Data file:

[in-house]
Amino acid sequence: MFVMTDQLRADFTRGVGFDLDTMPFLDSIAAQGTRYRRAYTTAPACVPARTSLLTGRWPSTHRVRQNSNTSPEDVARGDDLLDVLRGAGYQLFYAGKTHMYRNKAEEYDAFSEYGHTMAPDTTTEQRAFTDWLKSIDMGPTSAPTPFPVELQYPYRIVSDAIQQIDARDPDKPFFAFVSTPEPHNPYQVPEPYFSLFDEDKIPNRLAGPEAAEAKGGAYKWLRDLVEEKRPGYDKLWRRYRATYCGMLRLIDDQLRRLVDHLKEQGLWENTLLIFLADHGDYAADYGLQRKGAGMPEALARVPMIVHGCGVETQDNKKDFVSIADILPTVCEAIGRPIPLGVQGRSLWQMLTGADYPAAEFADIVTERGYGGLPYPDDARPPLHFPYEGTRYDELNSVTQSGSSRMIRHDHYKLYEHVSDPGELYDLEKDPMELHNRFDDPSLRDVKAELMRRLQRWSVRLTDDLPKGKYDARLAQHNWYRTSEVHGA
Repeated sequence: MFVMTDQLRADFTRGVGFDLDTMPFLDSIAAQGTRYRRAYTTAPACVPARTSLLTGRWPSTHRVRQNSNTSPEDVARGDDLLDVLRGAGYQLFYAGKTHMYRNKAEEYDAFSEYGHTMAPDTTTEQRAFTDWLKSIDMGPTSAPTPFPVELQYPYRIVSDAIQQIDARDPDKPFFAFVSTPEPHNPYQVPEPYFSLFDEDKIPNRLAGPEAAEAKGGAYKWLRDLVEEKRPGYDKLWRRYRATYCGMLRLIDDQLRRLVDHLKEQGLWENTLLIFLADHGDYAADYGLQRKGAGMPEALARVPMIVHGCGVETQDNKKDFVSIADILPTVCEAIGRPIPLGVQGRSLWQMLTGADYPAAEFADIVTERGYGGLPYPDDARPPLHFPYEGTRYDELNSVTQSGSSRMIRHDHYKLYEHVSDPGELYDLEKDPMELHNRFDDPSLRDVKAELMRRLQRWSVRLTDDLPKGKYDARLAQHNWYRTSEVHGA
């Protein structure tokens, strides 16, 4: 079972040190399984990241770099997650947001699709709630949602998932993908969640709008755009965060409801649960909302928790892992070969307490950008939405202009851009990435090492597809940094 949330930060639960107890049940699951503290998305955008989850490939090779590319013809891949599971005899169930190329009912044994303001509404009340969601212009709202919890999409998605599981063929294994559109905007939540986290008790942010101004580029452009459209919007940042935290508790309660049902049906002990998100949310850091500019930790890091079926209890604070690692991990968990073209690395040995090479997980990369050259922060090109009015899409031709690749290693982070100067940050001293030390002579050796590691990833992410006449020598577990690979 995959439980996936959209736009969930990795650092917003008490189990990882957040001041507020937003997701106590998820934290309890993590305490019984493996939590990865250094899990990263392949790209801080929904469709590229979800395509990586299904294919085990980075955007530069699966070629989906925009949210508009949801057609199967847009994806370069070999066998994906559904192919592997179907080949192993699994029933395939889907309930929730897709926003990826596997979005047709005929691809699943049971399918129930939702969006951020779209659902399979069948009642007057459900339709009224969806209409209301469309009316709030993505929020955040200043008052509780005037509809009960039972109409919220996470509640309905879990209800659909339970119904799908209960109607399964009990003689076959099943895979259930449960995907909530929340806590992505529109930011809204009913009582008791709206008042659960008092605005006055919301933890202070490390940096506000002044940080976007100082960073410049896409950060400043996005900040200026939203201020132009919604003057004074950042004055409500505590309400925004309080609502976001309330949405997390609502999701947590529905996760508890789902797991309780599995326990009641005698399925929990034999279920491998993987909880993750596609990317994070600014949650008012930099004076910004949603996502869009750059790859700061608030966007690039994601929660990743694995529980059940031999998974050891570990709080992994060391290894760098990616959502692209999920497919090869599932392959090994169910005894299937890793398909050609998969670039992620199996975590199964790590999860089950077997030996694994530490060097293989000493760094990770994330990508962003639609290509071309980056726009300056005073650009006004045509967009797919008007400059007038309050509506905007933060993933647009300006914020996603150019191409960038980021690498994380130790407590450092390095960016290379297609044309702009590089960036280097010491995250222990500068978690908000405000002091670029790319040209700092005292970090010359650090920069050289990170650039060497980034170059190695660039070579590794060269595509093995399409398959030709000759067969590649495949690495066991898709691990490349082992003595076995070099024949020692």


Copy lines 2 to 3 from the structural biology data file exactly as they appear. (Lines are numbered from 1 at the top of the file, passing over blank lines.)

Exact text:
Amino acid sequence: MFVMTDQLRADFTRGVGFDLDTMPFLDSIAAQGTRYRRAYTTAPACVPARTSLLTGRWPSTHRVRQNSNTSPEDVARGDDLLDVLRGAGYQLFYAGKTHMYRNKAEEYDAFSEYGHTMAPDTTTEQRAFTDWLKSIDMGPTSAPTPFPVELQYPYRIVSDAIQQIDARDPDKPFFAFVSTPEPHNPYQVPEPYFSLFDEDKIPNRLAGPEAAEAKGGAYKWLRDLVEEKRPGYDKLWRRYRATYCGMLRLIDDQLRRLVDHLKEQGLWENTLLIFLADHGDYAADYGLQRKGAGMPEALARVPMIVHGCGVETQDNKKDFVSIADILPTVCEAIGRPIPLGVQGRSLWQMLTGADYPAAEFADIVTERGYGGLPYPDDARPPLHFPYEGTRYDELNSVTQSGSSRMIRHDHYKLYEHVSDPGELYDLEKDPMELHNRFDDPSLRDVKAELMRRLQRWSVRLTDDLPKGKYDARLAQHNWYRTSEVHGA
Repeated sequence: MFVMTDQLRADFTRGVGFDLDTMPFLDSIAAQGTRYRRAYTTAPACVPARTSLLTGRWPSTHRVRQNSNTSPEDVARGDDLLDVLRGAGYQLFYAGKTHMYRNKAEEYDAFSEYGHTMAPDTTTEQRAFTDWLKSIDMGPTSAPTPFPVELQYPYRIVSDAIQQIDARDPDKPFFAFVSTPEPHNPYQVPEPYFSLFDEDKIPNRLAGPEAAEAKGGAYKWLRDLVEEKRPGYDKLWRRYRATYCGMLRLIDDQLRRLVDHLKEQGLWENTLLIFLADHGDYAADYGLQRKGAGMPEALARVPMIVHGCGVETQDNKKDFVSIADILPTVCEAIGRPIPLGVQGRSLWQMLTGADYPAAEFADIVTERGYGGLPYPDDARPPLHFPYEGTRYDELNSVTQSGSSRMIRHDHYKLYEHVSDPGELYDLEKDPMELHNRFDDPSLRDVKAELMRRLQRWSVRLTDDLPKGKYDARLAQHNWYRTSEVHGA